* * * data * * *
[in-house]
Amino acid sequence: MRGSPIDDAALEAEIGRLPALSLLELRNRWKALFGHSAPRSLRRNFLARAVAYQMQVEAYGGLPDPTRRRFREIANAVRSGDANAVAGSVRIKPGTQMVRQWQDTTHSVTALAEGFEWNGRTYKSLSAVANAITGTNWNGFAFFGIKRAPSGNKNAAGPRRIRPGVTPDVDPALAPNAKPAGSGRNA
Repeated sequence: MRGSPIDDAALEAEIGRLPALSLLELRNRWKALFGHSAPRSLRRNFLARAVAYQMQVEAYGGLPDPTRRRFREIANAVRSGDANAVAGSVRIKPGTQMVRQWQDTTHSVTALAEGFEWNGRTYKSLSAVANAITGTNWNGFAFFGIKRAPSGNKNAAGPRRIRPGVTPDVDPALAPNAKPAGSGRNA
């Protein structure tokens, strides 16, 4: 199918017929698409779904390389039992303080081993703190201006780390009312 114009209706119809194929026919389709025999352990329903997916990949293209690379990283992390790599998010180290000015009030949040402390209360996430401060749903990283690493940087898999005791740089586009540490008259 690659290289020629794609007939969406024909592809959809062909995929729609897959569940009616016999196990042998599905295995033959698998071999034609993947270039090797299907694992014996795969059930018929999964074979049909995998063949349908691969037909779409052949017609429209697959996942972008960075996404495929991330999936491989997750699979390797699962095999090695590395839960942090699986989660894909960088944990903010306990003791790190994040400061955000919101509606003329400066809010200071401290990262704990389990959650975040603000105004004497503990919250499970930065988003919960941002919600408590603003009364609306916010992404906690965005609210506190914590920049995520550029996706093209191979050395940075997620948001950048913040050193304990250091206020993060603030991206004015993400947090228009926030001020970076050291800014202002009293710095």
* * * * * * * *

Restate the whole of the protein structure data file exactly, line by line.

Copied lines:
[in-house]
Amino acid sequence: MRGSPIDDAALEAEIGRLPALSLLELRNRWKALFGHSAPRSLRRNFLARAVAYQMQVEAYGGLPDPTRRRFREIANAVRSGDANAVAGSVRIKPGTQMVRQWQDTTHSVTALAEGFEWNGRTYKSLSAVANAITGTNWNGFAFFGIKRAPSGNKNAAGPRRIRPGVTPDVDPALAPNAKPAGSGRNA
Repeated sequence: MRGSPIDDAALEAEIGRLPALSLLELRNRWKALFGHSAPRSLRRNFLARAVAYQMQVEAYGGLPDPTRRRFREIANAVRSGDANAVAGSVRIKPGTQMVRQWQDTTHSVTALAEGFEWNGRTYKSLSAVANAITGTNWNGFAFFGIKRAPSGNKNAAGPRRIRPGVTPDVDPALAPNAKPAGSGRNA
């Protein structure tokens, strides 16, 4: 199918017929698409779904390389039992303080081993703190201006780390009312 114009209706119809194929026919389709025999352990329903997916990949293209690379990283992390790599998010180290000015009030949040402390209360996430401060749903990283690493940087898999005791740089586009540490008259 690659290289020629794609007939969406024909592809959809062909995929729609897959569940009616016999196990042998599905295995033959698998071999034609993947270039090797299907694992014996795969059930018929999964074979049909995998063949349908691969037909779409052949017609429209697959996942972008960075996404495929991330999936491989997750699979390797699962095999090695590395839960942090699986989660894909960088944990903010306990003791790190994040400061955000919101509606003329400066809010200071401290990262704990389990959650975040603000105004004497503990919250499970930065988003919960941002919600408590603003009364609306916010992404906690965005609210506190914590920049995520550029996706093209191979050395940075997620948001950048913040050193304990250091206020993060603030991206004015993400947090228009926030001020970076050291800014202002009293710095």